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US Airlines Point to Additional Problems of any Ebola Travel Ban

  • Reuters

U.S. Coast Guard Health Technician Nathan Wallenmeyer (L) and Customs Border Protection (CBP) Supervisor Sam Ko conduct pre-screening measures on a passenger arriving from Sierra Leone at O'Hare International Airport's Terminal 5 in Chicago, Illinois, Oct. 16, 2014.

U.S. Coast Guard Health Technician Nathan Wallenmeyer (L) and Customs Border Protection (CBP) Supervisor Sam Ko conduct pre-screening measures on a passenger arriving from Sierra Leone at O'Hare International Airport's Terminal 5 in Chicago, Illinois, Oct. 16, 2014.

U.S. airlines have said little publicly about political pressure to close the country's borders to travelers from Ebola-ravaged countries in West Africa, but in private they have briefed government officials about the challenges to implementing a ban, industry sources told Reuters.

Several dozen U.S. lawmakers have called for a ban on visitors from Sierra Leone, Guinea and Liberia, where the world's worst Ebola outbreak on record has killed almost 5,000 people. Since late September, a Liberian man who traveled by airline to Texas and an American doctor who lives in New York and flew home after treating Ebola patients in Guinea, have been diagnosed with the virus after their arrival. The Liberian died on October 8 and the doctor is hospitalized in a specialized ward.

The Airlines for America trade group has said publicly that it supports the White House's view that a ban would make it more difficult to curb the Ebola outbreak in West Africa.

Yet individual airlines have raised additional concerns that their booking agents and software are not equipped to flag travelers under a ban. They also worry that a blanket restriction for West African countries might alarm the public and curtail travel on a wider scale.

“Public hysteria is something we certainly don't want to see,” said an executive at a major U.S. carrier.

Airlines for America has briefed people involved with travel issues on Capitol Hill in Washington about its position, according to a source present for the talks. Discussions have not risen to the level of a lobbying campaign because the Obama administration has so far rejected a ban and Congress is out of session, according to the airline executive.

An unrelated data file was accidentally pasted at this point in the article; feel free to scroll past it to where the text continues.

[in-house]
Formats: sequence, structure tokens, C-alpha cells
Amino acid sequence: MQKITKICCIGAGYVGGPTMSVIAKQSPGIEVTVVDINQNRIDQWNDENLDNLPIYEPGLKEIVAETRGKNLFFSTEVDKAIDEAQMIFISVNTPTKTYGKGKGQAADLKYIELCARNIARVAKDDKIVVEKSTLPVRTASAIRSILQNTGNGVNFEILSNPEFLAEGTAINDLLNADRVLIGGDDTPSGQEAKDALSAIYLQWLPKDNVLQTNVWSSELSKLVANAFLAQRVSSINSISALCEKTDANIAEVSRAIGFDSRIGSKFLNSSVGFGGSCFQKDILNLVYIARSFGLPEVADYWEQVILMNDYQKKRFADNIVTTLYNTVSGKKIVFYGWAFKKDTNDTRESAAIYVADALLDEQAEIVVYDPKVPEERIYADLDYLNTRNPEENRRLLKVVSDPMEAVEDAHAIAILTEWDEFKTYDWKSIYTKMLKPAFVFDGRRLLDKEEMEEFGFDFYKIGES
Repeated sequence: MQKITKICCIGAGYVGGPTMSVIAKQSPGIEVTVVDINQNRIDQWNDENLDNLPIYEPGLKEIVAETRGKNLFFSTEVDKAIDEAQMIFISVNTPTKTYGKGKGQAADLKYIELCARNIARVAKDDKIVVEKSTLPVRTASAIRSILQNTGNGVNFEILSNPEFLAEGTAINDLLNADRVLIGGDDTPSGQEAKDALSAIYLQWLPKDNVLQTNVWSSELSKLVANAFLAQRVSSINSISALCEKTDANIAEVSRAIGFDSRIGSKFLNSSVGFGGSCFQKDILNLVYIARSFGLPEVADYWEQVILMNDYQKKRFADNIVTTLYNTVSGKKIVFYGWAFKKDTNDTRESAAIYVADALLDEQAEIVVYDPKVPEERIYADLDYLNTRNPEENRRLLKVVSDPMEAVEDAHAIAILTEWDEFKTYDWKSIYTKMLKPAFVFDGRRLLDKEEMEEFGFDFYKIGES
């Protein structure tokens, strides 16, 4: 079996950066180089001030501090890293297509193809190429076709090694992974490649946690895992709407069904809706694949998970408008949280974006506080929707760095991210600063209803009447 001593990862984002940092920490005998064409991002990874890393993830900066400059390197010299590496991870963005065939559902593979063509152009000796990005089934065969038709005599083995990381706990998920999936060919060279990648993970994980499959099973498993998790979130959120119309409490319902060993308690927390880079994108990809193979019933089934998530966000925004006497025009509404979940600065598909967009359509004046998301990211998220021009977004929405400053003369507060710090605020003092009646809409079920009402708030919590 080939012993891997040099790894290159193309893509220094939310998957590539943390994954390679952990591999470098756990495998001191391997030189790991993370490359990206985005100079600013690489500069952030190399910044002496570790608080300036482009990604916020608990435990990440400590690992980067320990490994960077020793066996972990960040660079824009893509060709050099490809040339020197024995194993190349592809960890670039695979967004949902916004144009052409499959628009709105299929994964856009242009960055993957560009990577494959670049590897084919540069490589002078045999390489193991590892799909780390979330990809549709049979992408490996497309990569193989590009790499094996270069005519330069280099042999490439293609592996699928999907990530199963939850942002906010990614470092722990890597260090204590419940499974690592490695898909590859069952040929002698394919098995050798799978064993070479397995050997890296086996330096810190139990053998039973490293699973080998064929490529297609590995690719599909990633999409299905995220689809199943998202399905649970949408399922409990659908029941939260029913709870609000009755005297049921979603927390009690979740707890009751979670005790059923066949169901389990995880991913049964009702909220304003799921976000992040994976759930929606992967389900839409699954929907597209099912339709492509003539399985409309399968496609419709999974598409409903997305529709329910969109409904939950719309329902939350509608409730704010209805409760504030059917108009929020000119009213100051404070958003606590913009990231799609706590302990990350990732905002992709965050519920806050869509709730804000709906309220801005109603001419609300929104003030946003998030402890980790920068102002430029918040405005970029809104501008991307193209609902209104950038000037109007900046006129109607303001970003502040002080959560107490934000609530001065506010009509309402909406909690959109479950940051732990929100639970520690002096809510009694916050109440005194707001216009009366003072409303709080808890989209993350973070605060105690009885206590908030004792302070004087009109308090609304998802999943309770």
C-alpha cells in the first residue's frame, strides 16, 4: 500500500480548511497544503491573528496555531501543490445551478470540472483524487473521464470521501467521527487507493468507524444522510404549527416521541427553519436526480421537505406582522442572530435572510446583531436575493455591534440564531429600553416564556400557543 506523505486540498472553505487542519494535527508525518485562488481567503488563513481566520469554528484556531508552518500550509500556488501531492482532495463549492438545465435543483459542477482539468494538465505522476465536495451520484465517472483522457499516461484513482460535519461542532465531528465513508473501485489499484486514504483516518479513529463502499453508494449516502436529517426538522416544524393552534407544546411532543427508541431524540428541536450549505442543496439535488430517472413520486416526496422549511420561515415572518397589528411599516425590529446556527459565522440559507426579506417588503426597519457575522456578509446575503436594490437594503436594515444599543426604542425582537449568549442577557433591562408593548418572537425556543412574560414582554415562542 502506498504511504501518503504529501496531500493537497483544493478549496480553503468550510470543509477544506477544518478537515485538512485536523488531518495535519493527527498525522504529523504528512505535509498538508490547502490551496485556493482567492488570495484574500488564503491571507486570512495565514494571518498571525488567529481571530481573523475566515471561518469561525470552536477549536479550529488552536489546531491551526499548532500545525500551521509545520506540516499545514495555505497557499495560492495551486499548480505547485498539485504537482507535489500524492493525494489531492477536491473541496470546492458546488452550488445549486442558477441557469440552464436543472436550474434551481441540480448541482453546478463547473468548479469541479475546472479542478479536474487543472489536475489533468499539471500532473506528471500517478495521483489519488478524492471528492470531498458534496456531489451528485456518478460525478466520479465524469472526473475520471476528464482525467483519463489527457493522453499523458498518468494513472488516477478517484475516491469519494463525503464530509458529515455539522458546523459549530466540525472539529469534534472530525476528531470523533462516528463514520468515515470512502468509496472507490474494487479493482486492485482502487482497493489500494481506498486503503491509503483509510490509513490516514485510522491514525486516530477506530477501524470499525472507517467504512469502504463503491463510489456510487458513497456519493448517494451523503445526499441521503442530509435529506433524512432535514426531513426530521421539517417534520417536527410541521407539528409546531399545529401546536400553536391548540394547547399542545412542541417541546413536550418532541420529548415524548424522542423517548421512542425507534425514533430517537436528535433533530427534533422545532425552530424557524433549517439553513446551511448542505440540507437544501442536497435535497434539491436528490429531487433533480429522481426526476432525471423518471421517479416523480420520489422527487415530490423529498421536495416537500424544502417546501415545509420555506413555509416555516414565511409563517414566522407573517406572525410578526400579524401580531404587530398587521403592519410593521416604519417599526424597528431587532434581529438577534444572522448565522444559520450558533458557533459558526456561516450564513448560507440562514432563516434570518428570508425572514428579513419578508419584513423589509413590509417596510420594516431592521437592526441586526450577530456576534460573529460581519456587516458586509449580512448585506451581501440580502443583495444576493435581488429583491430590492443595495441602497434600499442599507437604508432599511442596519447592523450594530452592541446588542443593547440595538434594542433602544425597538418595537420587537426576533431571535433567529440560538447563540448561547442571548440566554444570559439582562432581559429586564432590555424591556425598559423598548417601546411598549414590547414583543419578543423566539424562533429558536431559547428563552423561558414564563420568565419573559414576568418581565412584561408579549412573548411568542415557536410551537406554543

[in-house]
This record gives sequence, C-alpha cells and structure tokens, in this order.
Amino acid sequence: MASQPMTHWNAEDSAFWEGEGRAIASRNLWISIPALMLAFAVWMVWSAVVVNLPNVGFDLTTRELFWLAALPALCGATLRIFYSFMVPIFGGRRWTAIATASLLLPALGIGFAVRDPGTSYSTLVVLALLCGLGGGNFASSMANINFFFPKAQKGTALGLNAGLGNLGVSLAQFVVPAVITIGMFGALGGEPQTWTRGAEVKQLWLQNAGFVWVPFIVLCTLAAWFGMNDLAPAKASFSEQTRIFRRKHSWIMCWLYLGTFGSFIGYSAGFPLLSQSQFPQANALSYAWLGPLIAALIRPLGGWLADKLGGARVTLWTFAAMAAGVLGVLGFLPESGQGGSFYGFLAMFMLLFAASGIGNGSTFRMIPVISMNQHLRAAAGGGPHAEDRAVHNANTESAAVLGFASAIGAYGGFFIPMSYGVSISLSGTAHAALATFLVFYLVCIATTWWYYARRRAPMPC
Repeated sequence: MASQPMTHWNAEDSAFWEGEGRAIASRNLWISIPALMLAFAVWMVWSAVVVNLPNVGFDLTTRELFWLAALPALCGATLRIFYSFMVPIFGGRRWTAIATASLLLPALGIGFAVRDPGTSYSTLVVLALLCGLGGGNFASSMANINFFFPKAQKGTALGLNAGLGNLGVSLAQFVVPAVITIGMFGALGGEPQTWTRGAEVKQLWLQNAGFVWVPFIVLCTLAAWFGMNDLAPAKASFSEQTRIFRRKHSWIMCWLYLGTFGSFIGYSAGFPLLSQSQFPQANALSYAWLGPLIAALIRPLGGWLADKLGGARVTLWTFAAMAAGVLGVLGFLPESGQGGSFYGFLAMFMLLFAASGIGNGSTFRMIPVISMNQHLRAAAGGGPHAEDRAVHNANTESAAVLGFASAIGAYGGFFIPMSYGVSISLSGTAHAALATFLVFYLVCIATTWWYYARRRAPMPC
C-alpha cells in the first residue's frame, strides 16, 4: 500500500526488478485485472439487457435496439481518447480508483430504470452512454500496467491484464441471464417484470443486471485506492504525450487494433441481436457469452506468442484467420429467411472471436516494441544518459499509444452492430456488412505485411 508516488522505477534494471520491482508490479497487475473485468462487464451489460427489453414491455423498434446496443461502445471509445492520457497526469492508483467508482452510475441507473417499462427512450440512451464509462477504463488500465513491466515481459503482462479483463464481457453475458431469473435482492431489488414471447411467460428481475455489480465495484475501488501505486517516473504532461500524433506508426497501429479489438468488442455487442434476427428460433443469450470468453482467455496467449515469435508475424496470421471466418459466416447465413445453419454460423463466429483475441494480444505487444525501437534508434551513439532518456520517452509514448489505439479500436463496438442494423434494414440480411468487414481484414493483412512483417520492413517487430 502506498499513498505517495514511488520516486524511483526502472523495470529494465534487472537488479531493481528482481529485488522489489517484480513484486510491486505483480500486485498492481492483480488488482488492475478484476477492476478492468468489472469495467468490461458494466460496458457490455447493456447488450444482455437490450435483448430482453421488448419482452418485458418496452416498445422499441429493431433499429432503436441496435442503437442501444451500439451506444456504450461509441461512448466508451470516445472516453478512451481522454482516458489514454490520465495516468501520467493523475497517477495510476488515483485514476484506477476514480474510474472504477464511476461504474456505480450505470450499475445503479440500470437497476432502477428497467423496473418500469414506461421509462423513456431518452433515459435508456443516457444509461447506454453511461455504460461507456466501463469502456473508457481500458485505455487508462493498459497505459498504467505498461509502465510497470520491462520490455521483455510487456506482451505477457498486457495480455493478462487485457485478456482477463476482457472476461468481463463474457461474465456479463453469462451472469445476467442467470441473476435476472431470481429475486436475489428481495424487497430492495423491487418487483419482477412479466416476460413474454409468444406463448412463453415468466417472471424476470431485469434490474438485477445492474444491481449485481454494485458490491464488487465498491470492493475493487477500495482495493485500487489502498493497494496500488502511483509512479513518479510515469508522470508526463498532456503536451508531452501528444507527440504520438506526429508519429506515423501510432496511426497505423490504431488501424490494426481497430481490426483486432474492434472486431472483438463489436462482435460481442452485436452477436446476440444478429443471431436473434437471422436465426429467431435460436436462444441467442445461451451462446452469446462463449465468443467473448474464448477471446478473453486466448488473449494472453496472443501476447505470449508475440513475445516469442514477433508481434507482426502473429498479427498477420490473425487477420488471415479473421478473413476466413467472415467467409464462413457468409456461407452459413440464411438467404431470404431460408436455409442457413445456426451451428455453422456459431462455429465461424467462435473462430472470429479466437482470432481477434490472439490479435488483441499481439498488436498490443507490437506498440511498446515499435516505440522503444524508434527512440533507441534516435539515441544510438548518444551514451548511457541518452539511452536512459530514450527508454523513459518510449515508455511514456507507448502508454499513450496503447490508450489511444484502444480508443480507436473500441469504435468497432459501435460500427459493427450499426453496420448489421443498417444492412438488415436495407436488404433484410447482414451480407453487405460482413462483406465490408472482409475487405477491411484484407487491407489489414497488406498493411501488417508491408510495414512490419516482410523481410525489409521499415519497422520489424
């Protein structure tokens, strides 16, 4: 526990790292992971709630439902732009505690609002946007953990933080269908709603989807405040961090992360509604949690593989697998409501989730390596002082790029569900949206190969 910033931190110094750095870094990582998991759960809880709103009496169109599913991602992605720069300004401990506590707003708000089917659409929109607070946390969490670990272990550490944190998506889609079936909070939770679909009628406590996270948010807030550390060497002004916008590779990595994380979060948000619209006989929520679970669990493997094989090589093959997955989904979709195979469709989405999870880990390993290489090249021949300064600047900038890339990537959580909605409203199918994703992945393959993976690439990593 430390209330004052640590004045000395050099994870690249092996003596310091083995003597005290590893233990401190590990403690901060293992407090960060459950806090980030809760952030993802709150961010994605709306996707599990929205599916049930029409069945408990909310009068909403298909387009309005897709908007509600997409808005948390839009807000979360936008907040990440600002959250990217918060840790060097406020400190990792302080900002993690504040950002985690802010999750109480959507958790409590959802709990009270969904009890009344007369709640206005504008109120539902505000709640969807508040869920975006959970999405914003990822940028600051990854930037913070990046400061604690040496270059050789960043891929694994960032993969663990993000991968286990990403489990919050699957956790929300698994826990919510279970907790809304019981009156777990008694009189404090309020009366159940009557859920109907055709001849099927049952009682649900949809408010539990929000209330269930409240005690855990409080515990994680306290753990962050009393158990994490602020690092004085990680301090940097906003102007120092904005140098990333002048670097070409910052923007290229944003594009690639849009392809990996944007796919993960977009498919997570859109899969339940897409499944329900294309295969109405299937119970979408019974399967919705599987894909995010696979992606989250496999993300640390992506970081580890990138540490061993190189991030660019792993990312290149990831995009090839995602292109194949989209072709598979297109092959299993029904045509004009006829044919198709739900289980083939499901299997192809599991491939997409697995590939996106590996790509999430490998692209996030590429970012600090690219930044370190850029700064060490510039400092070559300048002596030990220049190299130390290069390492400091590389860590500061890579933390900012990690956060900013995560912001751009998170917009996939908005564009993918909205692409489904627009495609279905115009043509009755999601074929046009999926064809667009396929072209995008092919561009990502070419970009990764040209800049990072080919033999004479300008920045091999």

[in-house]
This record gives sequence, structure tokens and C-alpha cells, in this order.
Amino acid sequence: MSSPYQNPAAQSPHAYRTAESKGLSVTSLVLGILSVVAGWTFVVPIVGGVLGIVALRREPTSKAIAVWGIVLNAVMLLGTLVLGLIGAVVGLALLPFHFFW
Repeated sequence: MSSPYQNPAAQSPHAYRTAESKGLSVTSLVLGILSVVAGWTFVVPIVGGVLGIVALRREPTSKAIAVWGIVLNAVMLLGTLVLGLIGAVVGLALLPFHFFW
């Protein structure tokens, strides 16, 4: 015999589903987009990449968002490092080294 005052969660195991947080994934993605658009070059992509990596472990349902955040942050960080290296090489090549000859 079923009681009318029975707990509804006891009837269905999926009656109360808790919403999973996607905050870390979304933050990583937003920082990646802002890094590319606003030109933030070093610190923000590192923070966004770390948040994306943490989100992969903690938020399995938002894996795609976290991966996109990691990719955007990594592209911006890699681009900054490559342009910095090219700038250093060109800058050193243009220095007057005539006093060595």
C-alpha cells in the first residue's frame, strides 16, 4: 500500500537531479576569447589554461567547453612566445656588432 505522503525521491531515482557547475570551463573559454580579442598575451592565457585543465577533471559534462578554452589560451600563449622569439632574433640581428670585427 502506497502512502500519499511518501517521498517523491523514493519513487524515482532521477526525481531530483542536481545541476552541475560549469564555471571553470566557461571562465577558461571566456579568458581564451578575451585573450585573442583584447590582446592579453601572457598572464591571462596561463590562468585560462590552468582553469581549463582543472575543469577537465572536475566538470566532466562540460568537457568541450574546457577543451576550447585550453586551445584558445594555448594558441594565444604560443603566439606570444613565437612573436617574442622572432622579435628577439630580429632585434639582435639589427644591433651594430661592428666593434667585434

“Given the state of the news cycle, it's a practical approach,” said airline industry consultant Robert Mann. “They just simply don't want to raise the issue to headline status anymore ... It may not turn out to be the winning strategy, but at this point it is for them the best approach.”

American Airlines suffered a single-day drop in bookings after Congress stirred the public's concern during a hearing on Ebola earlier this month, although reservations quickly rebounded. American, Delta Air Lines, United Airlines and Southwest Airlines have said Ebola has not impacted consumer demand overall.

Airline stocks plummeted in the days following the Liberian's diagnosis in Dallas on September 30, with American's shares falling nearly 20 percent. Yet the stocks have rebounded and American is up more than 13 percent compared with Sept. 30 after airlines offered largely positive guidance for the current quarter.

'Broken itinerary'

Several countries, including Jamaica and Australia, have imposed travel restrictions on visitors from the three nations most affected by the disease. The U.S. government requires all travelers from these three countries to enter through five major airports, where they are checked for fever and asked questions to determine their risk of exposure.

The travelers will be monitored by local health officials for 21 days, the maximum window in which an Ebola infection would materialize. Some U.S. states, including New York and New Jersey, are quarantining high-risk passengers.

Airline officials note that even under a travel ban, they may not be able to determine where a passenger set out from, as there are no direct flights from Liberia, Guinea or Sierra Leone. Booking systems cannot necessarily catch people who reserve their connecting flight to the United States on a separate ticket from their flight out of West Africa.

“If there's a broken itinerary ... we wouldn't be aware of where the customer is coming from,” said a source at another U.S. airline.

In such cases, the airline would bear the cost of flying the banned passenger out of the country if they were stopped by U.S. Customs and Border Protection (CBP), the source said.

Airlines regularly meet with government officials in the areas they fly to, and they frequently discuss Ebola planning during conference calls with CBP and the U.S. Centers for Disease Control and Prevention, according to the sources. A travel ban has not been discussed at length on the calls because it does not seem imminent.

“We're pretty confident,” the second airline source said, “but on the same hand, things are changing daily.”

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